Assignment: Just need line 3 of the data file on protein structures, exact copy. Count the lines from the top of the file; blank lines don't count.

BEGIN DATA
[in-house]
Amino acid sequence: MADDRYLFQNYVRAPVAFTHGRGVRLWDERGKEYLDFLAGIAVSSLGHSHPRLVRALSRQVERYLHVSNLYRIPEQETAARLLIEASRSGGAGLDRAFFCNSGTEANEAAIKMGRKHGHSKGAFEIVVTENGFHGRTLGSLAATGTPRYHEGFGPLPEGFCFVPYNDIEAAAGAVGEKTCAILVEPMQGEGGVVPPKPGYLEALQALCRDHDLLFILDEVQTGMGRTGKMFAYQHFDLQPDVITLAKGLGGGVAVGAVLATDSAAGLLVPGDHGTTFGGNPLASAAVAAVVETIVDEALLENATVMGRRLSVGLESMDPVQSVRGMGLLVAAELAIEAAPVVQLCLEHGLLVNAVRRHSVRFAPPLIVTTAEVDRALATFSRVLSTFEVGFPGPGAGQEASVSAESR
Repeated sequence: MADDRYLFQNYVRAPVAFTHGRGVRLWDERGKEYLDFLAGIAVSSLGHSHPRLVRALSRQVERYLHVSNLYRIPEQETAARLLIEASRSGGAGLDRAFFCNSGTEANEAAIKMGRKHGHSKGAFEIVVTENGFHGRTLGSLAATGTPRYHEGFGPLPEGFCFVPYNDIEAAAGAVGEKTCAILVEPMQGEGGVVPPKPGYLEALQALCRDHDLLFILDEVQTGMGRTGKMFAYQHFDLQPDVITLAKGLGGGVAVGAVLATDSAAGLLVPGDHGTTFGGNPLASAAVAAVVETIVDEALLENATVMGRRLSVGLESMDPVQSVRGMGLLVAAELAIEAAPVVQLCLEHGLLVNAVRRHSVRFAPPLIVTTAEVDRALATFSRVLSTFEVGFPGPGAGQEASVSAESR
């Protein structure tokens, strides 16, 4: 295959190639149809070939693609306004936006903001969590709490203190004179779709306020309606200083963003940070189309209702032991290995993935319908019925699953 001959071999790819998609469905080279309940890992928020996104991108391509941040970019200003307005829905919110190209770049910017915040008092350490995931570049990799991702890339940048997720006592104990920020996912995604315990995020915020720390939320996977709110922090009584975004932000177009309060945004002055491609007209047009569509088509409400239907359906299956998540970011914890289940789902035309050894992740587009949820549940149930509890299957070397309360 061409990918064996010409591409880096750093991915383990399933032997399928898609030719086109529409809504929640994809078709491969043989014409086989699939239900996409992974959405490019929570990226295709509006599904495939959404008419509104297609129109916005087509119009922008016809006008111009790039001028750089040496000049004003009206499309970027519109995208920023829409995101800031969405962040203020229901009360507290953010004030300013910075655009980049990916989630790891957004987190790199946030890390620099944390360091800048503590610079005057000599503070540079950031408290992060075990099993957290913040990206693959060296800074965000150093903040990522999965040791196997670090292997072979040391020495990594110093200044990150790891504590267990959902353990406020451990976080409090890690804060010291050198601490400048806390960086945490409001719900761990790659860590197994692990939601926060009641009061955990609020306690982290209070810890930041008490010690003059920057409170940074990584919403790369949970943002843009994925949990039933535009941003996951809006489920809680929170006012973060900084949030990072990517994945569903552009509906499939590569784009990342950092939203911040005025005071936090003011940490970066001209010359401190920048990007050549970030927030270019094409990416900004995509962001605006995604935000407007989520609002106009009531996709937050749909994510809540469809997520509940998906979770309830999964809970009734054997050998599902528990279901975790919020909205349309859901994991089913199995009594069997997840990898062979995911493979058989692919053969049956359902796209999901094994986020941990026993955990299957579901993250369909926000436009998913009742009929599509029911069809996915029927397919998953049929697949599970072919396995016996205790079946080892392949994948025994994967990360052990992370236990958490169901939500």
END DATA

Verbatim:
Repeated sequence: MADDRYLFQNYVRAPVAFTHGRGVRLWDERGKEYLDFLAGIAVSSLGHSHPRLVRALSRQVERYLHVSNLYRIPEQETAARLLIEASRSGGAGLDRAFFCNSGTEANEAAIKMGRKHGHSKGAFEIVVTENGFHGRTLGSLAATGTPRYHEGFGPLPEGFCFVPYNDIEAAAGAVGEKTCAILVEPMQGEGGVVPPKPGYLEALQALCRDHDLLFILDEVQTGMGRTGKMFAYQHFDLQPDVITLAKGLGGGVAVGAVLATDSAAGLLVPGDHGTTFGGNPLASAAVAAVVETIVDEALLENATVMGRRLSVGLESMDPVQSVRGMGLLVAAELAIEAAPVVQLCLEHGLLVNAVRRHSVRFAPPLIVTTAEVDRALATFSRVLSTFEVGFPGPGAGQEASVSAESR